I found a pool about a 30 minute walk from my hostel. It took me a few days, asking everyone around me if they knew of anything worth looking into, but I found one. I was impressed enough by the look of the 50 meter (olympic size!) pool to sign right up for a three-month unlimited pass.
It felt so good to get back in the water after months apart. My first day was embarrassing and I felt ashamed to be representing American athleticism, especially because everyone stares at me in my red speedo. I did a light 1,000 meters and hit the showers. I DIDN’T BRING A TOWEL. Come on Jim! I walked into the main lobby, dripping wet in my speedo, and asked if they had one. They told me I could buy one but it would be small. “Who cares?” I thought. Oh, after I got a look at this towel I started to care.
But after my third day going I noticed something, why don’t I smell like chlorine? The only reason an adult wants to get back in a pool rather than a gym is because the smell of chlorine on their skin brings them back to a time when they had hormones raging, and were releasing an obscene amount of endorphins on a daily basis. But I don’t have that smell now, and neither does the pool. I’m not too sure how clean the pool is, I don’t really think I want to know.
More frustrating than the lack of chlorine, my beer gut, and the tiny pink towels is the staring. I’ve already noted how everyone stares all the time, and some of the time I don’t mind because it makes me feel like a rockstar. Staring at my penis when I’m changing however, well, that’s a different ball game. There I am, already mostly naked, toweling off in front of my locker, when everything starts to get real quiet. I can feel the men in the locker room start to divert their eyes downward as I untie the suit. Their eyebrows raise up a little, not in a hungry-we’re gonna ride the train- look, just curious what type of machinery an American 28 year old might be working with. As I drop trou I make sure that I’m making eye contact with as many as I can to show I’m not embarrassed. Some see me looking at them and shyly laugh at being caught staring, but most just look back at me unabashedly, nodding their head, as if to say that my status as a foreigner gives them the right to inspect my package for the sake of the People’s Republic. Well that’s just fine. Stare away my friends.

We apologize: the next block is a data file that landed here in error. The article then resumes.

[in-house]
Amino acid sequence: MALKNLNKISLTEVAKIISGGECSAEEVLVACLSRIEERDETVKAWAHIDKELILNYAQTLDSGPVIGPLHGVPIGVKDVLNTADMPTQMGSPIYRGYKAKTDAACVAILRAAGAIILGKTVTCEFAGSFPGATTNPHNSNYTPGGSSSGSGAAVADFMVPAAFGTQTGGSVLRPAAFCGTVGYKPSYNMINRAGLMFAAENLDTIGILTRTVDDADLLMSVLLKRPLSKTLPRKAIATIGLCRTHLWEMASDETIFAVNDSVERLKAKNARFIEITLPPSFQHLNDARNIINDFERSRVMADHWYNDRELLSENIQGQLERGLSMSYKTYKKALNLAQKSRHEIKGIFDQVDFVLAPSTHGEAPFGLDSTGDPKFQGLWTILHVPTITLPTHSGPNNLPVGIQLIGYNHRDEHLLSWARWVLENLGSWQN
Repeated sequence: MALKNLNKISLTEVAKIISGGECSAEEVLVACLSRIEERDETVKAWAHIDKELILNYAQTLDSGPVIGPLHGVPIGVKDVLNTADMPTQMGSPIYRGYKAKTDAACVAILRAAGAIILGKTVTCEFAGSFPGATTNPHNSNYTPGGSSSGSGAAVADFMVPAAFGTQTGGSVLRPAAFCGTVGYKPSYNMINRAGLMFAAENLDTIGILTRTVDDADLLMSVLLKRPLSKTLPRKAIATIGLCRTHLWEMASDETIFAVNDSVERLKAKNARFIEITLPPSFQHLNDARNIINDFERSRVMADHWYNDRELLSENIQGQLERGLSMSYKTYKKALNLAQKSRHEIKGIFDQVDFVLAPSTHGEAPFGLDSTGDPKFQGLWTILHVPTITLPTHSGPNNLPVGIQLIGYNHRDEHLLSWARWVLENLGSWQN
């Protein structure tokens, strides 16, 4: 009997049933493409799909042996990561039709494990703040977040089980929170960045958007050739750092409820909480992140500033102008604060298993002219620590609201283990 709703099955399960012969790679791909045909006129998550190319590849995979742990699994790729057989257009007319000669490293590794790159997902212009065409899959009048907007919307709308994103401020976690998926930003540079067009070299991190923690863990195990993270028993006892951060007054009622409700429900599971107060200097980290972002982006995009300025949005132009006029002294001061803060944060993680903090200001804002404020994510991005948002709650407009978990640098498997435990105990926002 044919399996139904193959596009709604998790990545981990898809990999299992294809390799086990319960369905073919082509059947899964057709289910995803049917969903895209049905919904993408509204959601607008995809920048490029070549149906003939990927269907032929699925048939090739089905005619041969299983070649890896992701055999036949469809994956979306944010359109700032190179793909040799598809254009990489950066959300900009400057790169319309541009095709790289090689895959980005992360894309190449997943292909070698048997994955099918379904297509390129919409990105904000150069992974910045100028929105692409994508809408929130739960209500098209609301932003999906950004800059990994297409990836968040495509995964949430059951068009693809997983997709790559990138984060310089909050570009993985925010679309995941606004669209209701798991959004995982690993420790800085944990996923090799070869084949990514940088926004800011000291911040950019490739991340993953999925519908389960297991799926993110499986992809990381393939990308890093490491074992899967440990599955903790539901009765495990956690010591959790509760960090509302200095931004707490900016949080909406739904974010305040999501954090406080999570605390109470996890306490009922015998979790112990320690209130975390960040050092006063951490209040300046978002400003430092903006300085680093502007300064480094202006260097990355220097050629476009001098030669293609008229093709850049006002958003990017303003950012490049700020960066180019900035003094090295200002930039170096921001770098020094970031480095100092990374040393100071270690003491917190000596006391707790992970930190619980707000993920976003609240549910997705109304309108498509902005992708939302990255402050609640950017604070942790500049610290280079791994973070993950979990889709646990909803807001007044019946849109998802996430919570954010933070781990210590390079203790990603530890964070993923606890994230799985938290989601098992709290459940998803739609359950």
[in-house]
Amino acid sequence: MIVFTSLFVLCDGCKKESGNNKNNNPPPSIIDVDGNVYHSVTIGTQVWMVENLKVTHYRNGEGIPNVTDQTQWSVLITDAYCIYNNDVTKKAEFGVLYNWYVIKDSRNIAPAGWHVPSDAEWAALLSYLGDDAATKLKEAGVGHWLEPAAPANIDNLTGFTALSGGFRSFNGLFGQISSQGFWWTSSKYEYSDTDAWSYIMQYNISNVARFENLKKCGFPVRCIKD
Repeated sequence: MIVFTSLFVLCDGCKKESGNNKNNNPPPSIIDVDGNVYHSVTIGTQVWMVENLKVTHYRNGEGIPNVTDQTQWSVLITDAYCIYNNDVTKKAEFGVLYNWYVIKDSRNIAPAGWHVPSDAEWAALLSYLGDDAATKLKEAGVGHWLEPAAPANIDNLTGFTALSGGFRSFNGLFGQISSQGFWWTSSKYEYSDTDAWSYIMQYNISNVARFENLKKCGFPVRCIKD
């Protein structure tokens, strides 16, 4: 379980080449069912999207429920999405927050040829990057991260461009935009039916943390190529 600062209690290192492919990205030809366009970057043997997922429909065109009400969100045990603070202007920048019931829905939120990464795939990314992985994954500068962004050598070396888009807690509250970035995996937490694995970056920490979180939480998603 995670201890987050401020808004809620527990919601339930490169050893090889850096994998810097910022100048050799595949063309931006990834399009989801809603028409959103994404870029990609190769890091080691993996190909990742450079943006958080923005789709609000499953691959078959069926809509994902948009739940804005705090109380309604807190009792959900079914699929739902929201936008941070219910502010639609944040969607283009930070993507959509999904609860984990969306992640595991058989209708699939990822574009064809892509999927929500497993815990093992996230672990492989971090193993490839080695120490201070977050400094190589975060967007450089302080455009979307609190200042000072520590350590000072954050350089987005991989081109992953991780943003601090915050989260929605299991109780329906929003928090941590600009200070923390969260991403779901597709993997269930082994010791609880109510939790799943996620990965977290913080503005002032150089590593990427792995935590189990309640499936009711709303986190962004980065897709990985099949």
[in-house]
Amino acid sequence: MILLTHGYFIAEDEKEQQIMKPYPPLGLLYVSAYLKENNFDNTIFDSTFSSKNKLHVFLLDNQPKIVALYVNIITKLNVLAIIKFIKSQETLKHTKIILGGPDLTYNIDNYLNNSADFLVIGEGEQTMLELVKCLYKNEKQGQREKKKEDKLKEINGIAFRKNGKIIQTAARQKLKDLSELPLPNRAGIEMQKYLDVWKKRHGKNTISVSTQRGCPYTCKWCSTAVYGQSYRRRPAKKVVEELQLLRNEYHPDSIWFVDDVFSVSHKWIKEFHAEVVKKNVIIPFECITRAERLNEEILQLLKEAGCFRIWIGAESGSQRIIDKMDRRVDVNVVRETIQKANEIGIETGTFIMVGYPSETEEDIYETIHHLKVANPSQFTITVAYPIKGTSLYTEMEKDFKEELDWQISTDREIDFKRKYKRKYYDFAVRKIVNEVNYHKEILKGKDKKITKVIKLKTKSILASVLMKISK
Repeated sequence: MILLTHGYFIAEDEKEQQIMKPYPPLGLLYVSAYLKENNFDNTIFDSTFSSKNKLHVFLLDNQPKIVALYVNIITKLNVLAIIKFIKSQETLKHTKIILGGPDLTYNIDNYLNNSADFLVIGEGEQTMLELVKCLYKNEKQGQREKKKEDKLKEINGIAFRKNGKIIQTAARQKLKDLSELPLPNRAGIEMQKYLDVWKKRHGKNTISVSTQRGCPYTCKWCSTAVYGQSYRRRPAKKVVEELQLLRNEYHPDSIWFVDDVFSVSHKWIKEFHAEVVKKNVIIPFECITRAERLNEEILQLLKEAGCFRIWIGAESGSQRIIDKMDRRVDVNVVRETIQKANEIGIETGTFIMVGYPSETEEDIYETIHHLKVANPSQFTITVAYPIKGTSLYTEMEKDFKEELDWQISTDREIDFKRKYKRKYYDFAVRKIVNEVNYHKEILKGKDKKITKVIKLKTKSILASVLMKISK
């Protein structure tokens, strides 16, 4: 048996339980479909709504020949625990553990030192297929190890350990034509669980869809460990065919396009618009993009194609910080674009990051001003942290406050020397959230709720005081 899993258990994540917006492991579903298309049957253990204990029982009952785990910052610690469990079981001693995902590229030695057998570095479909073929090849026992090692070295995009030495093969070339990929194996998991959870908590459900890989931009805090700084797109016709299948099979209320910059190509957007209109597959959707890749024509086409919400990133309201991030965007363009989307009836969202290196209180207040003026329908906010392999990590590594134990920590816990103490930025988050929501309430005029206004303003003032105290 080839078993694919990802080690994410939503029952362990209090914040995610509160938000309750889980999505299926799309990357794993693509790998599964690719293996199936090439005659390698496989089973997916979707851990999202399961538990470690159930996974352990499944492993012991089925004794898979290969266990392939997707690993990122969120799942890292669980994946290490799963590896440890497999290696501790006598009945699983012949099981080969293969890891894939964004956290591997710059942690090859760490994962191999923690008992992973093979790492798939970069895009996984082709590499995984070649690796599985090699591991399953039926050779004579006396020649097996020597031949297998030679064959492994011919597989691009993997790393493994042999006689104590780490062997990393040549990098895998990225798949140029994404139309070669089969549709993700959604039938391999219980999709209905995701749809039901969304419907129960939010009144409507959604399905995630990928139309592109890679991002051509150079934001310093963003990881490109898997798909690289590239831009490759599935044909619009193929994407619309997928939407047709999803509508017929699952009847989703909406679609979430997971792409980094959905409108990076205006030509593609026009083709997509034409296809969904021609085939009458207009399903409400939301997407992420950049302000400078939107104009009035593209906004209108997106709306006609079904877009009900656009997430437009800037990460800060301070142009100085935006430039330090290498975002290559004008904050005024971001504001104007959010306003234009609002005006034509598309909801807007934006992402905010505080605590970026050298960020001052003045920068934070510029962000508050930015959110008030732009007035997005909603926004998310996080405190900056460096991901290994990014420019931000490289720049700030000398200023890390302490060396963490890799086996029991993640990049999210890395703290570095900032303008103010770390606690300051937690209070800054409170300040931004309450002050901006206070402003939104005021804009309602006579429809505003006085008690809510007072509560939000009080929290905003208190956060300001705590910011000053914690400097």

I’ve started to make a few more friends just from walking around and talking to people. A girl I met at a restaurant invited me to go and have dinner with her about an hour away. The cab would have cost me $16 one way to get there, and the bus cost me 16cents. That bus was the first real culture shock I’ve had since arriving here. You think the L train during rush hour is packed? There wasn’t one millimeter of space between any body parts on this bus and I had to stand there, not moving, trying my hardest to keep my hand where I could feel my wallet and phone, for 90 minutes. It was brutal. So I met her at a Starbucks which reeked of America and it smelled so so so good, and then we walked around and got some different Shandong province style food. Her name is Joyce. She wears black zip-up hoodies, bright silver chucks, and skinny jeans. She’s like that friend you had in high school who sat at your lunch table but was way out of your league because she only dated musicians who were 5 years older. She was decently patient with my Chinese and gave me a better bus to take on my way home. The ride was pretty smooth with the only hiccup being that the woman next to me kept asking me in English if I knew that Jesus loved me. When I responded that, yes, I had heard something like that, she took that as a hint that I was religious and started to inquire how deep my faith was. I let her down easy and when she left she made it clear that if I ever wanted to look for him, I wouldn’t need to look far.
Last night I was invited by some new Chinese friends to another location 45 minutes outside of the city, Huangdao, to go see a movie. I had been studying Chinese characters all day and my brain hurt so I made the trip, paying the equivalent of $10 for the 45 minute cab ride. I just didn’t have the strength in me to figure out the bus schedule. It’s very stressful. We were going to see Inside Out, and I assumed that since it was an animated movie in China, the voices would be in Chinese. But. . . . . to my ultimate satisfaction, it was all in English, with Chinese subtitles. Oh, how wonderful Amy Poehler’s and Lewis Black’s voices sounded to my ears. Not to mention, the movie is incredible! Bold move by Pixar to use a young girl’s emotions as a movie premise.